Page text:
WASHINGTON (Bloomberg) -- Before heading to Seoul, U.S. Trade Representative Ron Kirk was warned by U.S. Sen. Max Baucus that “no deal is better than a bad deal” when it came to negotiating changes in a free-trade agreement with South Korea.
The announcement by the U.S. and Korean presidents Thursday that they failed to agree on changes to auto and beef provisions may make “no deal” the reality for U.S. trade accords across Asia and the world.
With almost $68 billion in trade between the nations, the deal would be the U.S.'s largest since the North American Free Trade Agreement in 1994 and would help President Barack Obama meet his goal of doubling American exports in five years.
The accord, signed in 2007 by negotiators for President George W. Bush, has languished in Washington as lawmakers complained about Korean barriers to exports of U.S. autos and beef. Ford Motor Co. and the UAW opposed the agreement and sought changes.
“It's very disappointing: If they can't deliver under these circumstances, you have to wonder,” former U.S. Trade Representative Susan Schwab said in a Bloomberg Radio interview on Thursday. “If you can't re-close a deal when both leaders say they want it done by a certain time, then you have got some serious problems.”
President Obama's pledge to rework the agreement and submit it to Congress was being watched as a signal of the administration's ability to get any trade deals approved by lawmakers, William Reinsch, president of the National Foreign Trade Council in Washington, said last week.
Obama and Korean President Lee Myung Bak said in Seoul on Thursday that they would seek to resolve differences in coming weeks.
Obama's decision to walk away was praised by critics such as Baucus, D-Mont.; U.S. Rep. Sander Levin, D-Mich. and chairman of the House Ways and Means Committee; and U.S. Rep. Dave Camp, R-Mich., who is in line to be the next chairman of that panel. That may make it easier to win approval, if a deal is reached later.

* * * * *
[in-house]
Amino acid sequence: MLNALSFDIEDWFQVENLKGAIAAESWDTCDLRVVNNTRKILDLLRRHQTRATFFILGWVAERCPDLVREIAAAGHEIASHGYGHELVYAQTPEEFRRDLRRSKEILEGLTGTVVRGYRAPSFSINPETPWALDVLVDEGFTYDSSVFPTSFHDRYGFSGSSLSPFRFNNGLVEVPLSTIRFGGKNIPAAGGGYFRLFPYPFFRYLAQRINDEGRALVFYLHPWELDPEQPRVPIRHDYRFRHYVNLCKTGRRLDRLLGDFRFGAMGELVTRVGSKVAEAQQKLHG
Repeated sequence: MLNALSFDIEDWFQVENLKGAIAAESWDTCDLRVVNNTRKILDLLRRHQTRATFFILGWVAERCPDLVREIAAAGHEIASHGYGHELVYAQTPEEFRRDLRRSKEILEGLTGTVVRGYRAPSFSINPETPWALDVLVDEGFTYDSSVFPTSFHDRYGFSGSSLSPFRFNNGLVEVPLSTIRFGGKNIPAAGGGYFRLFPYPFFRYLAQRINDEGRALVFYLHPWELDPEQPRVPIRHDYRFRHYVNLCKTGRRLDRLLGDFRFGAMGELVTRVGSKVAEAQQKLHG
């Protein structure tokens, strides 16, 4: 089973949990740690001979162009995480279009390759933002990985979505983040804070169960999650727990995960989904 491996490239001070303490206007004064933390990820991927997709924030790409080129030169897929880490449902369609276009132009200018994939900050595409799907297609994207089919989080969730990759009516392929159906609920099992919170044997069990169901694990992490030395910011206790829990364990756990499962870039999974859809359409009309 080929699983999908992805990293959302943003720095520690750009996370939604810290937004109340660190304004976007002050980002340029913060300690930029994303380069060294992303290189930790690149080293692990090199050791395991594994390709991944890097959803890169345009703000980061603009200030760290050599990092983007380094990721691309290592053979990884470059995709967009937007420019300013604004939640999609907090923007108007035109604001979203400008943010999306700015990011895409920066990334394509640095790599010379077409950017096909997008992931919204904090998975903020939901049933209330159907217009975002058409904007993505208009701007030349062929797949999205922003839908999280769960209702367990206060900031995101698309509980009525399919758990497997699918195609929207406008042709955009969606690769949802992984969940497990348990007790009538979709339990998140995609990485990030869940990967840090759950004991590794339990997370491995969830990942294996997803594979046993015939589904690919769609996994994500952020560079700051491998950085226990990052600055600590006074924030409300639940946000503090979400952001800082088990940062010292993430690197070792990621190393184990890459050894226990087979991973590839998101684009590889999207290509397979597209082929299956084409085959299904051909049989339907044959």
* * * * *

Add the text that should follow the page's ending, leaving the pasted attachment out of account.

“This is far too important to the bilateral relationship to blow up over these incremental changes,” Jeffrey Schott, a fellow at the Peterson Institute for International Economics in Washington, said in an interview.
The stakes go well beyond this deal, according to analysts such as Schwab, who spoke on the “Bloomberg on the Economy” program. Schwab signed the Korea agreement as Bush's trade representative.
Without a Korea deal, other nations “won't believe the United States has the political will to complete and pass an agreement,” Ernest Bower, director of the Center for Strategic and International Studies' Southeast Asia Program, wrote in a note Thursday. It's “the acid test for whether the United States can return to a leadership position on trade.”
Aid for Doha
Progress on the agreements may help kick-start the stalled Doha round of global trade talks at the World Trade Organization, said William Toppeta, president of MetLife Inc.'s international business.
During Obama's first two years in office, he didn't attempt to push through Congress trade pacts approved by Bush with South Korea, Colombia and Panama amid high unemployment and opposition from some fellow Democrats and organized labor.
Trade agreements are becoming unpopular among voters, with 44 percent of Americans saying deals such as Nafta are bad for the U.S., up from 32 percent a year ago, according to a poll released this week by the Pew Research Center for the People & the Press. Trade with China and South Korea were the least popular among a list of eight U.S. partners, according to the poll of 1,255 adults conducted Nov. 4 to 7.
Companies such as Citigroup Inc., United Parcel Service Inc. and Ace Ltd. say an agreement would help open the Korean market to more U.S. exports and foreign investment in financial services.